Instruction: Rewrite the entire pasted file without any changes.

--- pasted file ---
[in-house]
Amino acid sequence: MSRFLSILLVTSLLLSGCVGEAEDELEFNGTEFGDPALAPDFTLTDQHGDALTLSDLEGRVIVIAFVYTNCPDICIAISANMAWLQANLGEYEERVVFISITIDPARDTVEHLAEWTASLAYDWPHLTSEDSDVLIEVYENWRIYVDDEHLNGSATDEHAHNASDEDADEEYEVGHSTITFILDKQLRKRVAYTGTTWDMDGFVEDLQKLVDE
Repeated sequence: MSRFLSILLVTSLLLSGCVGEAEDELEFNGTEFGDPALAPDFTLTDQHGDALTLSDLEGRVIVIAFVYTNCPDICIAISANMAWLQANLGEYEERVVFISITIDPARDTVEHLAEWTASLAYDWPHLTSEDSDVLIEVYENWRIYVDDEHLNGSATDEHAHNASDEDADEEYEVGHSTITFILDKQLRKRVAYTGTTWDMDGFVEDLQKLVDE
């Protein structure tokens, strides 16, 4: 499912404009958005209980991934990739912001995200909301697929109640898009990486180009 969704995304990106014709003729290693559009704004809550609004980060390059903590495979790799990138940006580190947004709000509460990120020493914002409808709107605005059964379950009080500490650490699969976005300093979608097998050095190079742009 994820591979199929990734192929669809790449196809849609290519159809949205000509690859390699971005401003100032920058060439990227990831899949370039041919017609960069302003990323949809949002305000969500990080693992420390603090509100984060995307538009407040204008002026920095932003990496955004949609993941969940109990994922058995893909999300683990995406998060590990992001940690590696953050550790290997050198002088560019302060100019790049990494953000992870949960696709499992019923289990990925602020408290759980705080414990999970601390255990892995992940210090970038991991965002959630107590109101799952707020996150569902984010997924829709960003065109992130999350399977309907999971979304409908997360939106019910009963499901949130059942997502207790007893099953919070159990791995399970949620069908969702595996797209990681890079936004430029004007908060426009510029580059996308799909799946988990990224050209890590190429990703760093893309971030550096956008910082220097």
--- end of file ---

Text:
[in-house]
Amino acid sequence: MSRFLSILLVTSLLLSGCVGEAEDELEFNGTEFGDPALAPDFTLTDQHGDALTLSDLEGRVIVIAFVYTNCPDICIAISANMAWLQANLGEYEERVVFISITIDPARDTVEHLAEWTASLAYDWPHLTSEDSDVLIEVYENWRIYVDDEHLNGSATDEHAHNASDEDADEEYEVGHSTITFILDKQLRKRVAYTGTTWDMDGFVEDLQKLVDE
Repeated sequence: MSRFLSILLVTSLLLSGCVGEAEDELEFNGTEFGDPALAPDFTLTDQHGDALTLSDLEGRVIVIAFVYTNCPDICIAISANMAWLQANLGEYEERVVFISITIDPARDTVEHLAEWTASLAYDWPHLTSEDSDVLIEVYENWRIYVDDEHLNGSATDEHAHNASDEDADEEYEVGHSTITFILDKQLRKRVAYTGTTWDMDGFVEDLQKLVDE
């Protein structure tokens, strides 16, 4: 499912404009958005209980991934990739912001995200909301697929109640898009990486180009 969704995304990106014709003729290693559009704004809550609004980060390059903590495979790799990138940006580190947004709000509460990120020493914002409808709107605005059964379950009080500490650490699969976005300093979608097998050095190079742009 994820591979199929990734192929669809790449196809849609290519159809949205000509690859390699971005401003100032920058060439990227990831899949370039041919017609960069302003990323949809949002305000969500990080693992420390603090509100984060995307538009407040204008002026920095932003990496955004949609993941969940109990994922058995893909999300683990995406998060590990992001940690590696953050550790290997050198002088560019302060100019790049990494953000992870949960696709499992019923289990990925602020408290759980705080414990999970601390255990892995992940210090970038991991965002959630107590109101799952707020996150569902984010997924829709960003065109992130999350399977309907999971979304409908997360939106019910009963499901949130059942997502207790007893099953919070159990791995399970949620069908969702595996797209990681890079936004430029004007908060426009510029580059996308799909799946988990990224050209890590190429990703760093893309971030550096956008910082220097």